Ohio's Senators Still Not On Board With Republican Health Care Plan

Ivan Schwartz
July 16, 2017

On Thursday, McConnell revealed the second version of the GOP's proposed repeal of the Affordable Care Act (actually refers to two separate pieces of legislation i.e. the Patient Protection and Affordable Care Act and the Health Care and Education Reconciliation Act of 2010 in which Americans are provided with better health security by putting in place comprehensive health insurance) is that it aims on stabilizing insurance cost for consumers and also contains a controversial amendment.

Leaders included the Cruz provision in their second healthcare bill in hopes of winning votes from other hardline conservatives.

Increasing the pressure: GOP leaders have restarted the clock by publicly stating that they'd like a vote (or at least to take the procedural steps toward a vote) next week. What Congress and President Trump should not be doing is eliminating an essential piece of the social safety net that serves thousands of Camden County residents.

The White House legislative affairs team held meetings on the legislation with Senate leadership "all afternoon" on Friday, a senior White House official said. But they don't do much for Americans with pre-existing conditions.

The provision - a version of the Consumer Freedom Option pushed by Texas Sen. It also provides almost $45 billion from 2018 through 2026 to help states battle opioid addiction.

The legislation retained two taxes on the wealthy that helped pay for the Obamacare law. Retaining those taxes, which save the federal government $230 billion over 10 years, provides McConnell money to help boost the stabilization fund, sources told CNN earlier this week. Today's updated version of the Senate bill is no different. That would leave an estimated 15 million fewer people insured by the program.

The Senate has done it's best to repeal the ACA (also known as Affordable Care Act, or Obama Care), but what will their proposal do to our most vulnerable citizens who must rely on Medicaid because they are too poor and/or are disabled and can not pay for coverage?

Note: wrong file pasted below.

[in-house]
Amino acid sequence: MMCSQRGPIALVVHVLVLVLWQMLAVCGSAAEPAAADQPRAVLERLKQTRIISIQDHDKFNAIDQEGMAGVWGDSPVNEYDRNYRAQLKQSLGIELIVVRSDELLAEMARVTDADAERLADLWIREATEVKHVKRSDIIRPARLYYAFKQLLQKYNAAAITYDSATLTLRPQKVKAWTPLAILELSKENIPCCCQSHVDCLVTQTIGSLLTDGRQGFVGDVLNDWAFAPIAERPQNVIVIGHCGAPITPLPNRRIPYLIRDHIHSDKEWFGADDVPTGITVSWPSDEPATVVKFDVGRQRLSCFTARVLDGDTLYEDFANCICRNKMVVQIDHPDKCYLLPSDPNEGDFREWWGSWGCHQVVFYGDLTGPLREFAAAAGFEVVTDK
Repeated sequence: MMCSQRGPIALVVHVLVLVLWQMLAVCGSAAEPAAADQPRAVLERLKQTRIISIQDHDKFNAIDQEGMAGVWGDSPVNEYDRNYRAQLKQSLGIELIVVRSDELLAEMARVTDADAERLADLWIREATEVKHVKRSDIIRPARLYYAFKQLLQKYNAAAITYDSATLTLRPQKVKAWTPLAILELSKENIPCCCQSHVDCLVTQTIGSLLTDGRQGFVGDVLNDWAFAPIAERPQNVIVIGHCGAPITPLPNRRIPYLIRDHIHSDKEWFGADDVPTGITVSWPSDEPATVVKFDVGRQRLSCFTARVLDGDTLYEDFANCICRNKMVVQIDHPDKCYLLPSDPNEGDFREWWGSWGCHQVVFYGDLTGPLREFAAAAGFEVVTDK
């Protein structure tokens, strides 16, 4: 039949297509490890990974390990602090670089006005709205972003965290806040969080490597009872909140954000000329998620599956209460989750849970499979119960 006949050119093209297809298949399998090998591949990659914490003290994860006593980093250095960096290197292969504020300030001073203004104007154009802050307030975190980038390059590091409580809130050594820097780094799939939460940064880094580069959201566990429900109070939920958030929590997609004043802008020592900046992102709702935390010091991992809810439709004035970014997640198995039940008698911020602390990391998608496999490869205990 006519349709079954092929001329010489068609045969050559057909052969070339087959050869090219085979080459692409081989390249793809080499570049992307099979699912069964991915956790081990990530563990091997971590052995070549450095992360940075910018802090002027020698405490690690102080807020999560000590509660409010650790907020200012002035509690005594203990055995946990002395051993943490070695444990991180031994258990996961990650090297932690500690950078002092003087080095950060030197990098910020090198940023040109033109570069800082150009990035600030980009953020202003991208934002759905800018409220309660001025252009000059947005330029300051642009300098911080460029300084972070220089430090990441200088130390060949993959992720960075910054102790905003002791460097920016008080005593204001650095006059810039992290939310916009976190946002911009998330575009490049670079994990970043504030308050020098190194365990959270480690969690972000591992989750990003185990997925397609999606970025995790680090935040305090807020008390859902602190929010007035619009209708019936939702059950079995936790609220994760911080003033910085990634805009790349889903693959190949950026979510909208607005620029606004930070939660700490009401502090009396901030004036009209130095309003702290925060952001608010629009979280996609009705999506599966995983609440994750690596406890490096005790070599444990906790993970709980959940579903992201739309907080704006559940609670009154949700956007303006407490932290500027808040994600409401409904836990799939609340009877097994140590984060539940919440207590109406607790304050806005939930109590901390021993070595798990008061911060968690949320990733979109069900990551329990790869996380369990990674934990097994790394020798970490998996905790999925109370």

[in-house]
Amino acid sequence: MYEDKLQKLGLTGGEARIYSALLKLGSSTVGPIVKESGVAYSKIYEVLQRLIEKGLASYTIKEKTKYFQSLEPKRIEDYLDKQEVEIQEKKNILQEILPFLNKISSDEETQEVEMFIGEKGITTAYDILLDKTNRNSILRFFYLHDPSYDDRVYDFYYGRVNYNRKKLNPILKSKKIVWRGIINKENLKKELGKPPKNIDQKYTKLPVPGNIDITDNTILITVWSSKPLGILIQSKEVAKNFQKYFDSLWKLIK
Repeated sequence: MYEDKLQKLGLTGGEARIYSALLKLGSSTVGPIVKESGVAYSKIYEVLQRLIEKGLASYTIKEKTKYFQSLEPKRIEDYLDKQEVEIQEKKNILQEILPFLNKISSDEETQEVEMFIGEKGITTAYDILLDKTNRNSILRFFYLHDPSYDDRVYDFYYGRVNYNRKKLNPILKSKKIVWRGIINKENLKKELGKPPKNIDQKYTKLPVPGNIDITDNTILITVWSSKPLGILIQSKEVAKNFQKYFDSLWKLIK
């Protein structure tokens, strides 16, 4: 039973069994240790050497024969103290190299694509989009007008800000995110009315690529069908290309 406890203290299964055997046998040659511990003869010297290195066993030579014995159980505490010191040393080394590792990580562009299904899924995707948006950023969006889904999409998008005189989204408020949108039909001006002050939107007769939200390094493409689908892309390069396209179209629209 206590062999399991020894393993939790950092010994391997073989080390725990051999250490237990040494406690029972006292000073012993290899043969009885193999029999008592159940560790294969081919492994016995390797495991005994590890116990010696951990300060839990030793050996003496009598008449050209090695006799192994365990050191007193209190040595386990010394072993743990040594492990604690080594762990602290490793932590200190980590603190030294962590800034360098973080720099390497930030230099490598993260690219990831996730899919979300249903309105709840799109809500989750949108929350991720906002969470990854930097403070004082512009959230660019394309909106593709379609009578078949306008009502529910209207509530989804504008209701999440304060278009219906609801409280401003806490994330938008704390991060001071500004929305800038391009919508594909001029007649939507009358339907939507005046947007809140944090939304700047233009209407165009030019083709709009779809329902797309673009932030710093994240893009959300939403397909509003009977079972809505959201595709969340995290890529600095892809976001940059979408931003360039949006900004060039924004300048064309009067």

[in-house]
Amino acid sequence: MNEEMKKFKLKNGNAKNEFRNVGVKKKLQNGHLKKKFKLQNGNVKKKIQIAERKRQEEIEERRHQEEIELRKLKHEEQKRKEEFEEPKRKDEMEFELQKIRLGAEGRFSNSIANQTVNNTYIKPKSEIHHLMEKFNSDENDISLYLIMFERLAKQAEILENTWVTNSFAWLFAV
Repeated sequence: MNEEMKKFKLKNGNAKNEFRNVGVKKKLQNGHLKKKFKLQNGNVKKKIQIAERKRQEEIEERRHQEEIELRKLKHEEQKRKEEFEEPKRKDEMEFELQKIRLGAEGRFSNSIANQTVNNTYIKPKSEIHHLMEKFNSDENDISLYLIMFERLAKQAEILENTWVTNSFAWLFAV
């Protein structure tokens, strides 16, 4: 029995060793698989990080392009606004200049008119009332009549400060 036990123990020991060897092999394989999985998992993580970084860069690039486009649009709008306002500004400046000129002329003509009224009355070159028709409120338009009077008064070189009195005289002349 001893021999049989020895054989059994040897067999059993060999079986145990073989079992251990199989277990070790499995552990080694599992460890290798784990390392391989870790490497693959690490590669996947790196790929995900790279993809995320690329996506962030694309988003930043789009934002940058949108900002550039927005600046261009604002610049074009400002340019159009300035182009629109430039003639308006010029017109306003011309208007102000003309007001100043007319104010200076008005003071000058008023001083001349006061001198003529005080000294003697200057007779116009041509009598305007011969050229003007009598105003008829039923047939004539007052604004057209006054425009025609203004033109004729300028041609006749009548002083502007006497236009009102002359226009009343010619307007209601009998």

In other words, Murkowski alone could kill the bill when McConnell brings it to the floor on Tuesday on a "motion to proceed" vote.

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Despite the nod to conservatives, Kentucky's Rand Paul highlighted the subsidies for premiums and deductibles in arguing the bill, does go far enough in repealing Obamacare.

But Toomey, who contends Medicaid spending growth is unsustainable, said he supports the new bill.

McConnell has several factors working for him. A bill that passed the House in May is viewed by Senate Republicans as unworkable.

Heller is another one to watch. Wisconsin's Republican governor Scott Walker said he talked with Pence but declined to say if he supports the bill.

Allows states to receive relief from reductions in allowable disproportionate share hospital (DSH) payments during the following quarter in 2018 or 2019 if the state terminates its Medicaid expansion, and modifies the formula by which non-expansion states can receive additional DSH allocations.

Since the Affordable Care Act, 500,000 direct care workers gained insurance coverage. "And 210,000 people in my state". They include: Murkowski; Jeff Flake of Arizona; Mike Lee of Utah; John Hoeven of North Dakota; Bill Cassidy of Louisiana; Thom Tillis of North Carolina; Ben Sasse of Nebraska; Thad Cochran of Mississippi; Cory Gardner of Colorado; and Todd Young of Indiana.

Medicaid, not Medicare, pays for long-term care, including home care. Obamacare only allowed Americans under the age of 30 purchase catastrophic healthcare plans on the Affordable Care Act exchanges. Trumpcare is still about raising health costs for middle-class families, giving tax breaks to special interests, and keeping the deep cuts to Medicaid that threaten vulnerable Americans across every generation.

In Ohio, more than a million people have gotten Medicaid coverage over some period of time since 2014 under Obamacare. "Our administration's paid very close attention to this issue", he said. But moderates have anxious the bill will cause people with serious illnesses to lose coverage, while some conservatives say it does not go far enough. "And so they're making adjustments around the edges, but directionality they're doing the same things we did", he said. "We've had seven years to create an alternative plan".

Other reports by GizPress

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